This is my second Simenon novel (the first being Maigret and the Lazy Burglar, which I read last year). I picked it up from a sale in my local library (cost: 10p), and as it’s the original 1965 English translation, it has lovely, heavy, slightly yellowed pages. I spent half my time thinking I’d turned over two at once, and pawing at the pages like a cat with a mouse. Luckily, it’s a short book or I’d still be there now.
I was encouraged to buy it by the description on the book jacket, which struck me as surprisingly modern. Here, Maigret engages the help of a psychiatrist, Professor Tissot, to track down a serial murderer, and uses what amounts to a ‘psychological profile’ to guide the investigation. Maigret and Tissot meet at the dinner-party of a mutual friend (the story suggests that the host has done this deliberately), where they discuss the case in some detail. In a nice device, Simenon refers back to this conversation through the novel to illustrate a particular point, and show the way in which Maigret’s memory of it guides his thinking.
I’d always thought profiling was a more recent innovation, but clearly not – here we have an example from close to 60 years ago. I’d be interested to know where the original inspiration came from, and whether Simenon had read of a similar experiment taking place elsewhere. Simenon wrote the book while he was living in the United States; was this where he picked up on a similar approach to a case?
The novel itself suggests it was not a commonplace, and Maigret views his approach as a gamble, using the advice from Tissot to organise an elaborate police surveillance operation. Following his decision, Maigret spends much of the rest of the book beset with doubts and uncertainties, questioning whether his approach is correct. This is reflected in climax of the novel, which also calls into question his judgement and forces the reader to question what has gone before.
Maigret is clearly a man who feels his responsibilities very keenly, and this is one aspect of his character which makes him sympathetic. There is also his determination to solve the case, regardless of the many frustrations put in his way – one of which is the heat of a Parisian summer. In French, maigre means lean, thin or scrawny, but the good Superintendent is none of these things. At one point, a colleague spies Maigret climbing out of a car; ‘he thought he looked even bulkier and heavier than normal.‘ This weight takes on a metaphorical as well as a physical aspect, with the responsibility hanging heavy from his massive shoulders.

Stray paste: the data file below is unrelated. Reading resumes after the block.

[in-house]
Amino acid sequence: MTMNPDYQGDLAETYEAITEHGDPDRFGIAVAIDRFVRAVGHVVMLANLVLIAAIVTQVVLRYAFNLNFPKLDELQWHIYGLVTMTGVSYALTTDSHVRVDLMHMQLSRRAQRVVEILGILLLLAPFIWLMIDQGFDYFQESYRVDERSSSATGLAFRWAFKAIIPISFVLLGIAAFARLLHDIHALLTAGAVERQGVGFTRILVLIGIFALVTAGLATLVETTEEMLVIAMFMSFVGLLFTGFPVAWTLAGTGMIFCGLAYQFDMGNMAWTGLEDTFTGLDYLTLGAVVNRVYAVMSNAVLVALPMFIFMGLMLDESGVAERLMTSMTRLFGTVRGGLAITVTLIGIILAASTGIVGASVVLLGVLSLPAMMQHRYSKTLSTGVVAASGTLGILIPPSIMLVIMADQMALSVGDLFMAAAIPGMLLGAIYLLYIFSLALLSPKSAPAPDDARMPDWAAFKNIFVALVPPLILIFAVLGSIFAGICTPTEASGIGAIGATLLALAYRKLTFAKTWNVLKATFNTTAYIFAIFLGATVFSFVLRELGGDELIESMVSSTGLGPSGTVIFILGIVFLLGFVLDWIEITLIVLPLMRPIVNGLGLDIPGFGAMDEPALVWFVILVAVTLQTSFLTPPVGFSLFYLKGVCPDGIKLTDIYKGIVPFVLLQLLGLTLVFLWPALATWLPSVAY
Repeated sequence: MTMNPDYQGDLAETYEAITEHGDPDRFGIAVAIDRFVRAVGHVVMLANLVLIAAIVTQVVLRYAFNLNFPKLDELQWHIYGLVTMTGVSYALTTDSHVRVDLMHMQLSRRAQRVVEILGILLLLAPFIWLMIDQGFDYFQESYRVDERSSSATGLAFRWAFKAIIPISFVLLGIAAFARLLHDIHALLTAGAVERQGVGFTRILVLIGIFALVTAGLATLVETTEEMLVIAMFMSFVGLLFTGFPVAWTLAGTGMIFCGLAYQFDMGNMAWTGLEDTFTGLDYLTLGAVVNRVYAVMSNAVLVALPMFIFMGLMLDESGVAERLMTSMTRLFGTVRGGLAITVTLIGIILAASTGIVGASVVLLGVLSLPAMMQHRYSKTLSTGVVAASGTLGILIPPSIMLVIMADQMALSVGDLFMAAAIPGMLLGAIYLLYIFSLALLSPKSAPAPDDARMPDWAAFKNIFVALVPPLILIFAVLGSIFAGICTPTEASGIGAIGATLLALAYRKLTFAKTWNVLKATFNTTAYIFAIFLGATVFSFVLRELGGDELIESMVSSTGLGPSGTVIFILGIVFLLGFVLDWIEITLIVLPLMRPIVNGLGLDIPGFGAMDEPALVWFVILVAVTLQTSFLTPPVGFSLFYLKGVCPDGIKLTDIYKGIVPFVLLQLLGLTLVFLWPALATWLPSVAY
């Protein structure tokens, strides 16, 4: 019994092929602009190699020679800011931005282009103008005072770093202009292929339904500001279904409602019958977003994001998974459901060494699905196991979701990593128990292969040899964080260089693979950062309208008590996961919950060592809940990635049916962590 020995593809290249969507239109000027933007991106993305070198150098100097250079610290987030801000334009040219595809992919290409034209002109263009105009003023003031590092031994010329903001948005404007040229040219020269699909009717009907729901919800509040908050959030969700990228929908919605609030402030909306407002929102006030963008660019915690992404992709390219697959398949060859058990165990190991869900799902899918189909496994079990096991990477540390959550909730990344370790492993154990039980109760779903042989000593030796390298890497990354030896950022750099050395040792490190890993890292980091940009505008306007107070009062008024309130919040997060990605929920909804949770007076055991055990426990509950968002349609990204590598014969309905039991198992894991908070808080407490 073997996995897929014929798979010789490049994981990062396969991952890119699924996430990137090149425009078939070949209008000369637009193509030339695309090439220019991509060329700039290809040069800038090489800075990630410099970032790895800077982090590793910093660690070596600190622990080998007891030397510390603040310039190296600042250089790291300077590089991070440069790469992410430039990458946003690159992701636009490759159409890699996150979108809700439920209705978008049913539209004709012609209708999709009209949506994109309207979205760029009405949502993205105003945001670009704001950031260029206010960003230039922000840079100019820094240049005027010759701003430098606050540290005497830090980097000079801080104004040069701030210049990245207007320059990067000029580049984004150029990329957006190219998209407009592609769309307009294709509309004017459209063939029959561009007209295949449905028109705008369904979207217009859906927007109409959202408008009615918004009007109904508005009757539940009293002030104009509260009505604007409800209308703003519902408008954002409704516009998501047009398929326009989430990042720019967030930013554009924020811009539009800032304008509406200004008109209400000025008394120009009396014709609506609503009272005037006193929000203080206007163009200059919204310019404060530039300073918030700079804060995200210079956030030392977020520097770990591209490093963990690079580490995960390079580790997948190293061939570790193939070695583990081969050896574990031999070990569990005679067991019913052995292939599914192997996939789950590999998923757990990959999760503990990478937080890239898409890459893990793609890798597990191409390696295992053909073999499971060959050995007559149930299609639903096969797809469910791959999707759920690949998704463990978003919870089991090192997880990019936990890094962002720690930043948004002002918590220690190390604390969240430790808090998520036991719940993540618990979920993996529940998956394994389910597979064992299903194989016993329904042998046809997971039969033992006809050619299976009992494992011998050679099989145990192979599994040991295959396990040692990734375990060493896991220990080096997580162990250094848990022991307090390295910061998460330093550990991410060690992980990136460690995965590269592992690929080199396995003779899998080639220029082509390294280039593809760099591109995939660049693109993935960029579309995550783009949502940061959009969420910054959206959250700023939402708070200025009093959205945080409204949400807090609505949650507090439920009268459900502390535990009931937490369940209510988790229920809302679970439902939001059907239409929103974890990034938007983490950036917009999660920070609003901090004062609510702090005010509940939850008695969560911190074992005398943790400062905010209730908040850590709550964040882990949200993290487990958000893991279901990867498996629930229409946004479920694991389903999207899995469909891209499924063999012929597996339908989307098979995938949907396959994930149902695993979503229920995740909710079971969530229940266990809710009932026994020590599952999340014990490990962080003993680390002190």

Maigret’s size is for me symptomatic of his unmoveability, his dogged determination – characteristics that he shares with other modern detectives. Maigret is no Sherlock Holmes, able to make devastating and improbable leaps from the smallest shreds of evidence. Rather, he gathers his evidence methodically, drawing on the team around him. It is not always Maigret who follows up the leads – trusted lieutenants often take on this role – but he is at the centre, directing operations and taking overall responsibility for the investigation. In this sense, he is very much like Martin Beck, albeit with a much happier home-life.
Madame Maigret is always there with a sympathetic ear and the occasional glass of something fortifying. ‘It wasn’t that he wanted, it was beer,’ Simenon writes at one point, as Maigret knocks back a glass of sloe gin, given to him by his wife. ‘But as he emptied his glass at a gulp he had a kind of impression that he was getting his own back.‘ Maigret spends much of this novel, set during a stifling week in August, thinking about cold glasses of beer. As the temperature where I work has been equally uncomfortable over the last week, it’s no surprise that this theme struck a particular chord with me.
For those that are interested in learning more about him, there’s a great interview with Simenon in the Paris Review. It was conducted in 1955 and – if this list on Wikipedia is correct – happened just after Simenon had finished writing Maigret Sets a Trap – the 49th book in the series. I’d’ve liked to hear him say more about detective fiction, but there’s plenty here to enjoy – in particular his observation that ‘I think that everyone who does not need to be a writer, who thinks he can do something else, ought to do something else. Writing is not a profession but a vocation of unhappiness.‘
If, as I do, you like to hear writers talk about their work, I can’t recommend the Paris Review highly enough. Their website includes interviews going back to the early 1950s, and the scope and breadth is extraordinary. Well worth an evening’s browsing.